The reliance on patient funds for healthcare means that we do not request additional clinic visits for patients on LPDs or use multiple Para clinical tests to assess or monitor their nutritional status, because they are generally unaffordable. However, before prescribing the diet, we do evaluate the body mass index of patients without oedema; and perform a subjective global assessment of nutritional status using a validated questionnaire. Para clinical assessments are limited to a serum albumin assay, which may be requested if the patient can afford it. This evaluation is performed at each follow-up visit, with the exception of serum albumin which is requested 6-monthly. We have also used haemoglobin and serum phosphorus and cholesterol levels as indicators of nutritional status, measured as part of routine patient care. Adherence to LPD is poor in our practice. Only 36 % of 28 patients prescribed a traditional 0.6–0.8 LPD in our outpatient clinic were adherent (Unpublished data). In our experience, assessments of patient nutritional status during their routine follow-up visits are sufficient and do not significantly increase consultation time.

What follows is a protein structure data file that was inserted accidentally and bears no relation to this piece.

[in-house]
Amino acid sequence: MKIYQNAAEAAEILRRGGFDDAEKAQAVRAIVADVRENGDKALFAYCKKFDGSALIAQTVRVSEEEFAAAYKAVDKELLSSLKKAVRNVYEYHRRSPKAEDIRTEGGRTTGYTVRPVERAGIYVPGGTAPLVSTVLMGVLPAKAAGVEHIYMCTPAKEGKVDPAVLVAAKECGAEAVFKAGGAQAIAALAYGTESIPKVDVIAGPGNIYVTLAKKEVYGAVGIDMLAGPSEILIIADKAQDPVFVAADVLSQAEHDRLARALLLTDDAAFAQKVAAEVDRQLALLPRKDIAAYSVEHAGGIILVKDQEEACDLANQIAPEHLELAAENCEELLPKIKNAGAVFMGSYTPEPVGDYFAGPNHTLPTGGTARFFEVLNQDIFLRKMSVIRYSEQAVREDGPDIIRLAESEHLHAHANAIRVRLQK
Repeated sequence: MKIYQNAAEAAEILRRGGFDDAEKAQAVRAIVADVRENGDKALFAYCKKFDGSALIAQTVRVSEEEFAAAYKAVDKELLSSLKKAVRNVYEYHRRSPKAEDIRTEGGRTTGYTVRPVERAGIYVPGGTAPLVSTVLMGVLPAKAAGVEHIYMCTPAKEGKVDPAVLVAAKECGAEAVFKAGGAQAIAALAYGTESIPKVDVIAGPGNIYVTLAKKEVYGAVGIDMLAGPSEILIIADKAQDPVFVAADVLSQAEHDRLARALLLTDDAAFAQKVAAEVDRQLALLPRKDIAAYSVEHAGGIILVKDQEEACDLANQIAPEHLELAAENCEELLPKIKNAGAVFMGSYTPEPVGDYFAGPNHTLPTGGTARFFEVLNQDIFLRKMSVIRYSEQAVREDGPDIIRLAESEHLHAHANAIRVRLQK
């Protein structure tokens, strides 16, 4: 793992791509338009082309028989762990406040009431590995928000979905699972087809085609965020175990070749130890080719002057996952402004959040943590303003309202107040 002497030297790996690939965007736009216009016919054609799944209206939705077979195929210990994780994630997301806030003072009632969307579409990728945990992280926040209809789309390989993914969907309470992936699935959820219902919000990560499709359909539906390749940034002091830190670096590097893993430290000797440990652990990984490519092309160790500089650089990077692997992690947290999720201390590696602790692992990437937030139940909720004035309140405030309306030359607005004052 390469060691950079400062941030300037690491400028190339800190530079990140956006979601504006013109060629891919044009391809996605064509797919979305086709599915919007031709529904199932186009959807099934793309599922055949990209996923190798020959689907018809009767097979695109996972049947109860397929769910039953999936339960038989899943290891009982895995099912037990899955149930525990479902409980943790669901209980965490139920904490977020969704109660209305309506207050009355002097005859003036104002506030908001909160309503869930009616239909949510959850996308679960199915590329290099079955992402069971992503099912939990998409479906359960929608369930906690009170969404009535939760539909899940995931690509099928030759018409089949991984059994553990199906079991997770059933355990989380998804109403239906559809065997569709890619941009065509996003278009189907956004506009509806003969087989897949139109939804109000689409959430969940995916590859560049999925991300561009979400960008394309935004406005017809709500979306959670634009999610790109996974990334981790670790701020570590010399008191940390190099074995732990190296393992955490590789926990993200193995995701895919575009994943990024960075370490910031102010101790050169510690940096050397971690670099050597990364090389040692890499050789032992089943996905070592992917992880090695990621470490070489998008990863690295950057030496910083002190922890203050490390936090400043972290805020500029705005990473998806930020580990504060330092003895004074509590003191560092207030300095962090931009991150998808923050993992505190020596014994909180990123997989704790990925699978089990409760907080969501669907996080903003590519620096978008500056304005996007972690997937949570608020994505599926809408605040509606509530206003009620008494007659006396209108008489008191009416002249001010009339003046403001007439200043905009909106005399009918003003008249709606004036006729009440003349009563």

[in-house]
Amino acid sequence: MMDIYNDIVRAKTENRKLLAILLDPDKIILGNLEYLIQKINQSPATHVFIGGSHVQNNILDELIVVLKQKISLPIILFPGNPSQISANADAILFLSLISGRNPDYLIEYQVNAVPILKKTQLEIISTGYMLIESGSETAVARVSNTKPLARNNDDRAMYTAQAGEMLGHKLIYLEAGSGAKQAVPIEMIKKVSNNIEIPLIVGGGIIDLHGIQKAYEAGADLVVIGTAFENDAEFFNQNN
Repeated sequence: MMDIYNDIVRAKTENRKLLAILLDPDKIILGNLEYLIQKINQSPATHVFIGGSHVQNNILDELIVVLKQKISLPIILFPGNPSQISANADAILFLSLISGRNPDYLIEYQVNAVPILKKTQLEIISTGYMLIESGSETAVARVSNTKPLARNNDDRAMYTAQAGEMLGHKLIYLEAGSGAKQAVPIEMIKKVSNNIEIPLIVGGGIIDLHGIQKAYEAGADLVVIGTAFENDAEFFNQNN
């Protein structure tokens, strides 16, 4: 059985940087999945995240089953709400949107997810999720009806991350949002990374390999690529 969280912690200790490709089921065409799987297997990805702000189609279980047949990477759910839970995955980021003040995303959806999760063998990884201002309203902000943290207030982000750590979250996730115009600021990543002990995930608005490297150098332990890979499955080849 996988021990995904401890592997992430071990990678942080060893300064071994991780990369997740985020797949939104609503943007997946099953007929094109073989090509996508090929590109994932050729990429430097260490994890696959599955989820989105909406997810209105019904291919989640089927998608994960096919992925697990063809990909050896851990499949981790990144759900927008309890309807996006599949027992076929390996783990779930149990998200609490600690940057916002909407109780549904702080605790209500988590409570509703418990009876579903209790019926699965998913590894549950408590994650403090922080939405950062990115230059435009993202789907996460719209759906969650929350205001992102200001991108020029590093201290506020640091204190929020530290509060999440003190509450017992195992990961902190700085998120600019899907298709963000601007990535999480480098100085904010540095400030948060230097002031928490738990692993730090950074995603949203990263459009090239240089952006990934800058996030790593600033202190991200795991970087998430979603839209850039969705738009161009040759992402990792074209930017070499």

In conclusion, the use of LPDs for CKD patients is challenging in Cameroon. There are no renal dieticians, and the nephrologists who play this role have limited nutritional expertise. Furthermore, the lack of amino and keto acid supplements as well as the composite nature of meals in Cameroon limit the type of LPD that can be prescribed. The high rate of late presentation for care observed in CKD patients and the high personal cost of healthcare precludes the use of this therapy for many patients. Several strategies may increase the use of LPDs in CKD patients in Cameroon, such as improving the knowledge and practice of nephrologists and nurses in nutrition and making amino and keto acid supplements accessible to patients.
Chronic kidney disease
Low protein diet
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Availability of data and materials
GEA: conceived of, designed, collected data, drafted and reviewed the manuscript. HDMF: provided data and critically reviewed the manuscript. FFK: provided data and critically reviewed the manuscript. MPH: collected data and critically reviewed the manuscript. CTA: provided data and reviewed the manuscript. MBS: critically reviewed the manuscript. All authors were involved in drafting and revising the manuscript and have approved the final version and agree to be accountable for all aspects of the work.
The authors declare that they have no competing interests.